12. Jul 8, 2014

### FredericChopin

Oohh! Cool!

I'll try it and see how it goes.

Thank you.

13. Jul 10, 2014

### FredericChopin

I did it, and I think it's working!

Have a look! They're in order of page number.

Ok, now my next task is to include the buffer!

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14. Jul 11, 2014

### FredericChopin

Ok, I've attempted the buffer part, but I don't know how to do the mass balance equation for potassium hydrogen tartrate (KHT), which is the buffer naturally found in grapes.

What should I do?

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15. Jul 11, 2014

### Staff: Mentor

Looks OK to me, but I admit I have just skimmed.

One thing that caught my attention: just because you have 5 equations and 5 unknowns doesn't guarantee the system will have a solution. It is a necessary, but not a sufficient condition.

Edit: you posted the buffer part in the meantime, so what I wrote here is about an earlier post.

16. Jul 11, 2014

### FredericChopin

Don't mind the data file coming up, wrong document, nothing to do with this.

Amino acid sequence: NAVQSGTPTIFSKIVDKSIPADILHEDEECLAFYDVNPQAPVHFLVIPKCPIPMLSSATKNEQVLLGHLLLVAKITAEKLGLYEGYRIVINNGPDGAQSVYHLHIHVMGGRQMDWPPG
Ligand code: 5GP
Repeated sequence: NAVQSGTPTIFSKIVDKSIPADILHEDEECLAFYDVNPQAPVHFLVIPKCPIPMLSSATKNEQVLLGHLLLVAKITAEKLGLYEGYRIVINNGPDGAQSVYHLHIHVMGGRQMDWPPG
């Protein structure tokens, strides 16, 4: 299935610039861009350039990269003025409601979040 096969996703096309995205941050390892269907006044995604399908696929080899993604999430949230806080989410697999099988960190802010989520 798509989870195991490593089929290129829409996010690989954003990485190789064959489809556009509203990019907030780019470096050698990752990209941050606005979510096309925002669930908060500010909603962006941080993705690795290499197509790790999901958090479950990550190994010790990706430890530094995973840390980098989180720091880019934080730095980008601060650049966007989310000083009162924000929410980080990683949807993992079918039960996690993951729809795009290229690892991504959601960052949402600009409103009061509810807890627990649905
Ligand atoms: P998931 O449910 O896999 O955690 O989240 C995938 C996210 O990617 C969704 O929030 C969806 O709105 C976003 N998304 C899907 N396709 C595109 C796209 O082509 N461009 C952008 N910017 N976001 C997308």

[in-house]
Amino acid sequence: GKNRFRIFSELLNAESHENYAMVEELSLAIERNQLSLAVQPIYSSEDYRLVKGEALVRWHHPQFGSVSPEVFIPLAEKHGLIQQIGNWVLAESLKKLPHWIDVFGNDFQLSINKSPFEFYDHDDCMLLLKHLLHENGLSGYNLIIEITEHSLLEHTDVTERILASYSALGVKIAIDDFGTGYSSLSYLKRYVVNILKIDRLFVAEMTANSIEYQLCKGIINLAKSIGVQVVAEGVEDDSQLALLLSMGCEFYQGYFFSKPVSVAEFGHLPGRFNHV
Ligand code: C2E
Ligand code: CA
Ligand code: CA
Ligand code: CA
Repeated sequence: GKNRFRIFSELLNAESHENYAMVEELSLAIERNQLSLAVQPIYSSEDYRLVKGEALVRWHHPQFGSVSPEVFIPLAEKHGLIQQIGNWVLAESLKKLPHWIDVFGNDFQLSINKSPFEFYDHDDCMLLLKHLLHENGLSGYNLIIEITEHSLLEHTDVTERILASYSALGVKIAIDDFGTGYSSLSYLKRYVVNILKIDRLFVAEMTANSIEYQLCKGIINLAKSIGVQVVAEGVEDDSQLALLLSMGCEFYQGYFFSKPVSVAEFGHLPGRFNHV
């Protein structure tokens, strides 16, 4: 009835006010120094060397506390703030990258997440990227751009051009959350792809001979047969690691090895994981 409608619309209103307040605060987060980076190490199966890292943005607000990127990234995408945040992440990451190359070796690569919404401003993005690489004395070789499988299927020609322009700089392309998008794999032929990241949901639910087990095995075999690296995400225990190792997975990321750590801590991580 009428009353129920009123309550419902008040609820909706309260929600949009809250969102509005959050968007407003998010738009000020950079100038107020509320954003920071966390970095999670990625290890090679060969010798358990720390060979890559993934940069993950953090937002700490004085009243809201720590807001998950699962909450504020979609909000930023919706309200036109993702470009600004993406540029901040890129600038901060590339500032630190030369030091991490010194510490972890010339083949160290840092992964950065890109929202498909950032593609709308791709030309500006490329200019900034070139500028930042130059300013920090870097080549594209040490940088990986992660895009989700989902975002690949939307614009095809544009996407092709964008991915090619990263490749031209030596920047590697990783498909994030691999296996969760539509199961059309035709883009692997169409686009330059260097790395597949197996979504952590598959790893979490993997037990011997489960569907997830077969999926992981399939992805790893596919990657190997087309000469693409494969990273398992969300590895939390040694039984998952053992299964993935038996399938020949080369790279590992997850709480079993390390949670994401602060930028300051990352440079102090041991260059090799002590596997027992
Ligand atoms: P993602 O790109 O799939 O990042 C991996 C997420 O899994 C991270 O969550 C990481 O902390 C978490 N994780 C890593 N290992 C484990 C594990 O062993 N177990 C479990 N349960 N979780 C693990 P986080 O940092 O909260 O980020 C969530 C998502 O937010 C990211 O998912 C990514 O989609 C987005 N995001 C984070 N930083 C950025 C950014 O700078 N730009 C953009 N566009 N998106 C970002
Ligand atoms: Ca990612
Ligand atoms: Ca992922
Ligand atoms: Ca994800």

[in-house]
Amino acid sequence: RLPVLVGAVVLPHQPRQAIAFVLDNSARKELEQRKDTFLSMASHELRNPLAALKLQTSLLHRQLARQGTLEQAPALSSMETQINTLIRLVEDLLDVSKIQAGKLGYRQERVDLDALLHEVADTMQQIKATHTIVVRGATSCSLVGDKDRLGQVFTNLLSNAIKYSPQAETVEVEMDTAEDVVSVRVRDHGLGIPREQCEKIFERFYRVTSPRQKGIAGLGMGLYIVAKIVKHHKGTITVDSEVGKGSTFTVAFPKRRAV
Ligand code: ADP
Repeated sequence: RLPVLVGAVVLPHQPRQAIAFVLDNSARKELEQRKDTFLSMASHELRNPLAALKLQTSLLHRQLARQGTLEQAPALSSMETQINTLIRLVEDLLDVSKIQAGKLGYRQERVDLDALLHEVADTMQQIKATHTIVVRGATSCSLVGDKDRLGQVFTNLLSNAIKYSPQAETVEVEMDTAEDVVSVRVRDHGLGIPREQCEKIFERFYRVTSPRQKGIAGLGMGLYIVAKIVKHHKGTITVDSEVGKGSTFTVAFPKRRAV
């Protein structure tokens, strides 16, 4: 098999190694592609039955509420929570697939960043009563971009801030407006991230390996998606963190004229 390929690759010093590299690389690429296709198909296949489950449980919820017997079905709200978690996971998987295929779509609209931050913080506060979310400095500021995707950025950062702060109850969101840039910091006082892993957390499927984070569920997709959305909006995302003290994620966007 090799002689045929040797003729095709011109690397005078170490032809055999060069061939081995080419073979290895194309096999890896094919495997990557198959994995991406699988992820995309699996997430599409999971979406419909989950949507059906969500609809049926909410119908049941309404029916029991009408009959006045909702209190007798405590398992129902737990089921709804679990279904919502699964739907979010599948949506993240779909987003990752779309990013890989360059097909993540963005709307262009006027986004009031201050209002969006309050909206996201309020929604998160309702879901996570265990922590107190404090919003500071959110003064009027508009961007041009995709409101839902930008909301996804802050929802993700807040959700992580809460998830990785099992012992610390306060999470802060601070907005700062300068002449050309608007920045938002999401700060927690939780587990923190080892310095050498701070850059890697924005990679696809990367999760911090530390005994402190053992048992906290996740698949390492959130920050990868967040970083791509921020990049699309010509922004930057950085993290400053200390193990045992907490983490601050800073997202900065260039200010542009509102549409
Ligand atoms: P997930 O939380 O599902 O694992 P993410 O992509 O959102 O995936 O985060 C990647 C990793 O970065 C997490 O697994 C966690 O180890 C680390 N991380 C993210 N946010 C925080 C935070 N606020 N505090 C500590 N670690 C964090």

I see. I think it's working then.

So for the buffer, [KHT] = [H+] + [HT-] is valid as a mass balance equation? (The post after the calculation without the buffer).

EDIT: Oops. I should have been patient.

17. Jul 11, 2014

### Staff: Mentor

1. There is no such thing as Ka for KHT dissociation. The only thing you have to add to your system is the concentration of K+ - once you plug it into the charge balance, you will have a new system of equations. Just solve.

2. For being very precise, you should also include equilibrium for KOH dissociation. pKb=0.5 (see http://www.chembuddy.com/?left=FAQ).

18. Jul 11, 2014

### FredericChopin

Is that because; 1, KHT is a salt and not an acid, and 2, KHT dissociates completely (because it's a salt) so there isn't a dissociation equation? Also, that would leave 6 unknowns and 5 equations, unless...

... I should include the equilibrium for KOH dissociation?

19. Jul 11, 2014

### FredericChopin

EDIT:

What if I don't have the concentration of K+? Am I doomed?